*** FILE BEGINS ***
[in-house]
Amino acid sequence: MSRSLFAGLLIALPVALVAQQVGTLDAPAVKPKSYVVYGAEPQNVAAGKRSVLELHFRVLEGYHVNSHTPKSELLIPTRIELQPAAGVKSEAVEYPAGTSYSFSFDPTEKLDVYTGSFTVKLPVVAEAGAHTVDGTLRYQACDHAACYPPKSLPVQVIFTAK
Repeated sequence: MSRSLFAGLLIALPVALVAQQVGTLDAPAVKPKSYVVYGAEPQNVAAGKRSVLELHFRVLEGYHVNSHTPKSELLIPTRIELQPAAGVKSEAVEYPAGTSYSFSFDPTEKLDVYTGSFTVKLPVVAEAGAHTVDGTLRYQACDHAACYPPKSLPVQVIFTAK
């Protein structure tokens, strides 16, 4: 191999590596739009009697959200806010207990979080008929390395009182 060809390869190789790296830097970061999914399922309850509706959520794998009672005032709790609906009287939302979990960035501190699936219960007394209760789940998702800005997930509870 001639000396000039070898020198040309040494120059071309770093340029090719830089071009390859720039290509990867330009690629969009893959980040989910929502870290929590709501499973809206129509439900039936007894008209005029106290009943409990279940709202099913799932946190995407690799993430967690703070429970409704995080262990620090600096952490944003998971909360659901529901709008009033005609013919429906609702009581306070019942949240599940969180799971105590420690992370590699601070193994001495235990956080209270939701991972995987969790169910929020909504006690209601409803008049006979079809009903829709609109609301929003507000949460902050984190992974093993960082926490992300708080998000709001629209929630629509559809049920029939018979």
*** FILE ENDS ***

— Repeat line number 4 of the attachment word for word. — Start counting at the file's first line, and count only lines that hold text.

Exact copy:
């Protein structure tokens, strides 16, 4: 191999590596739009009697959200806010207990979080008929390395009182 060809390869190789790296830097970061999914399922309850509706959520794998009672005032709790609906009287939302979990960035501190699936219960007394209760789940998702800005997930509870 001639000396000039070898020198040309040494120059071309770093340029090719830089071009390859720039290509990867330009690629969009893959980040989910929502870290929590709501499973809206129509439900039936007894008209005029106290009943409990279940709202099913799932946190995407690799993430967690703070429970409704995080262990620090600096952490944003998971909360659901529901709008009033005609013919429906609702009581306070019942949240599940969180799971105590420690992370590699601070193994001495235990956080209270939701991972995987969790169910929020909504006690209601409803008049006979079809009903829709609109609301929003507000949460902050984190992974093993960082926490992300708080998000709001629209929630629509559809049920029939018979």